OF THE MIND
TECH INSTRUMENT CENTER
TO BLACK MOUNTAIN
MAY UNLOCK MAD COW DISEASE
SPEECH WASN'T FREE
Elizabeth Putnam, blonde and direct, is a tenure-track assistant professor at UM. She teaches pharmacy students molecular genetics and toxicology and conducts research on molecular epidemiology. Currently, under a three-year, $600,000 grant, she is researching asbestos-related diseases in Libby, Montana.
Mark Pershouse, dark-haired and soft-spoken, also is a tenure-track assistant professor at UM. He teaches graduate and undergraduate courses on genetics and toxicology for the Center for Environmental Health Sciences and uses a three-year, $650,000 grant to research the genetics of mesothelioma, a rare cancer caused by asbestos exposure.
Both are married. To each other. They met at graduate school in 1984 — Liz was on the University of Texas-Houston admissions committee that admitted Mark. They married one and a half years later and now have two children, Rebecca, 14, and Anna, 11.
In a rare moment of calm, the two sit together on the front porch of their 4-year-old Delft blue house overlooking Missoula. The porch is decorated with baskets of fuschia petunias, trailing blue lobelia and rocking chairs.
As they talk, they describe their marriage as a partnership — they must check with one another constantly to coordinate the children's extracurricular activities, to figure out drop-offs and pick-ups, laundry and grocery shopping. They also have edited one another's grant proposals, served as each other's lab technicians, attended the same faculty meetings, coached one another on molecular techniques and done each other's laundry.
"This is not a marriage where the man does one thing, the woman does another thing," Mark says. "It's more like cross-training. We have to stretch our family skills so that both of us are capable of holding things together for the family."
"What people don't realize is that as a professor, your job is not done when you leave campus," Liz says. "Similarly, parenting doesn't stop when you go to work — there's always the 2 p.m. play or 11 a.m. awards ceremony."
To combine the two, in actuality, is daunting. "To work as a full-time professor, scientist and mom is busy," says Liz as she swings back and forth on the porch swing. "You want to be the parent your children need you to be, as well the best professional — scientist and educator — you can be."
To combine the two, Liz says, "You have to be extremely organized with your time and you have to learn early to give up sleep when necessary."
Then the professional part of Mark's and Liz's day begins. As educators and researchers, they are expected to teach, conduct research and serve on committees. What this translates to is this: preparing lectures for team-taught classes in the pharmacy school, assembling material for grants, designing and preparing classes, conducting research and reading scientific articles.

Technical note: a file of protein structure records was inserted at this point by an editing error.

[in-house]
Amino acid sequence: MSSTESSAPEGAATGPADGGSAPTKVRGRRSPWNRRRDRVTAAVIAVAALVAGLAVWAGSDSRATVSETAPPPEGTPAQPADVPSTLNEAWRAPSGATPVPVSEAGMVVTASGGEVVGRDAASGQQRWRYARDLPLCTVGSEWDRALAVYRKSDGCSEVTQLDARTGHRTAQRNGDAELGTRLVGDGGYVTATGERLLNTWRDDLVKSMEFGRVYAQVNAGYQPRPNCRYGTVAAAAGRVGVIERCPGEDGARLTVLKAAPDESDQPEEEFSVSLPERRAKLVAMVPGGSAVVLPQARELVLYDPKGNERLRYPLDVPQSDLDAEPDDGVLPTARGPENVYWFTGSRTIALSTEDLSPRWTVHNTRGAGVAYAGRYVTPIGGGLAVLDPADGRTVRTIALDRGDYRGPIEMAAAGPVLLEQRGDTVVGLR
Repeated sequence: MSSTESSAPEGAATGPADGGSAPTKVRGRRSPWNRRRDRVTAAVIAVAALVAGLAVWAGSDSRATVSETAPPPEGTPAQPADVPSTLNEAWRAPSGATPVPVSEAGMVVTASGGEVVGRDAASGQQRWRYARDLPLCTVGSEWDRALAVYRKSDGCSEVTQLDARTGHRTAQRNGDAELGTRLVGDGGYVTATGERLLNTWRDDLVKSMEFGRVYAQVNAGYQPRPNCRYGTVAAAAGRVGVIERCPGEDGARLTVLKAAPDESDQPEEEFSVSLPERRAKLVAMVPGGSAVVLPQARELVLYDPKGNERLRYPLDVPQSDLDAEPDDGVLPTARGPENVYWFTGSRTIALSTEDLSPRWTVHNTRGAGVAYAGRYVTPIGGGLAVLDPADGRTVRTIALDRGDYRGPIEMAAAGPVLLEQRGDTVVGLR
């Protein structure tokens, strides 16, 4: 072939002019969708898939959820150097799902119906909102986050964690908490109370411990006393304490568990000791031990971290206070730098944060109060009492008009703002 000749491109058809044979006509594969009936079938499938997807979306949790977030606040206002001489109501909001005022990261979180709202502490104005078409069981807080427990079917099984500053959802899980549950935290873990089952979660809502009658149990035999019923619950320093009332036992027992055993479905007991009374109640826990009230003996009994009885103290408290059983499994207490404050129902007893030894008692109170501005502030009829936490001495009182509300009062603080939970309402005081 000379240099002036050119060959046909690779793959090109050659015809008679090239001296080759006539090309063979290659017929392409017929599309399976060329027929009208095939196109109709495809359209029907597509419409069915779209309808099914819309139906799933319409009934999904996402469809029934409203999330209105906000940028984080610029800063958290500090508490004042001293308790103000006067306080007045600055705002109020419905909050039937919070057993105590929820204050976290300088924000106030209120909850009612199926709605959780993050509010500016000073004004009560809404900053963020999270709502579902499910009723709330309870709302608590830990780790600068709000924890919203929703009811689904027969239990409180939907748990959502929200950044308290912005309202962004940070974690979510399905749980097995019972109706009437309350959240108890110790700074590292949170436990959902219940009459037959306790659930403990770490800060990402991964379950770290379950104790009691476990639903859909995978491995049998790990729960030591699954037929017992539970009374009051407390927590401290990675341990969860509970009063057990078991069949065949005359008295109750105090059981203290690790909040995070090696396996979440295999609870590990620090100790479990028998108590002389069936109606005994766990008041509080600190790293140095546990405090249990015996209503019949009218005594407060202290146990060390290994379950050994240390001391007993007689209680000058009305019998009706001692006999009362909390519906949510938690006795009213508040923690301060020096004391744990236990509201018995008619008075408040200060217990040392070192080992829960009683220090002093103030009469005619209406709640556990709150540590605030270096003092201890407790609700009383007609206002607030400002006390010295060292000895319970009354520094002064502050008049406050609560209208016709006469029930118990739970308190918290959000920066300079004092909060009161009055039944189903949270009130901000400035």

"Getting into the lab feels like a luxury sometimes," Liz says. "So often you have to delegate that work to technicians while you spend your time teaching or writing grants."
In the course of the day, they work with colleagues, grant collaborators, technicians, students, but — even though they work in the same department — they rarely see each other. They are involved with separate research projects, labs and committees. The only problem, Liz says, is that "we had to teach everyone not to treat us as a unit. People would give me a message for Mark or vice versa and we had to ask them to communicate with us separately."
"We often go to lunch to touch base," Mark says. "It's an important time to put out fires."
Mark and Liz must work hard to keep up with the constantly changing nature of their jobs. "Many jobs are of a very repetitive nature," says Mark. "In science, there is very little repetition — the work is constantly evolving, which generates new work and involves learning new skills."
"We are constantly working to keep current," Liz adds. "We must keep up not only with our peers in Montana, but with our peers around the nation."
After dinner and clean-up — if Mark cooks, Liz does the dishes and vice versa — the work replaces the dishes on the island in the kitchen. The girls busy themselves with two hours of homework. Mark and Liz edit grant proposals, read student papers and scientific journals or discuss the day quietly as the girls work out math problems or write papers.
They spend time with their children one-on-one when they can. "Our one-on-one times are often during those rides to activities — when Mark takes Rebecca to volleyball practice or I go with Anna to Girl Scouts because I'm the troop leader," Liz says. The family also has instituted Friday family nights. "We try to do things together: watch a movie, play a board game or work on projects in the yard," Liz says. "It's a nice time to wind down from the week."
Late evenings are when the two of them decompress. After the kids are in bed, they go out on their front porch to look over the lights of Missoula. This is the best part of the day, Mark says. "For the first time of day, the kids become less of a concern," Mark says. "It's the time when we feel grateful to have a nice house in a beautiful valley and a job where we feel we can make a difference."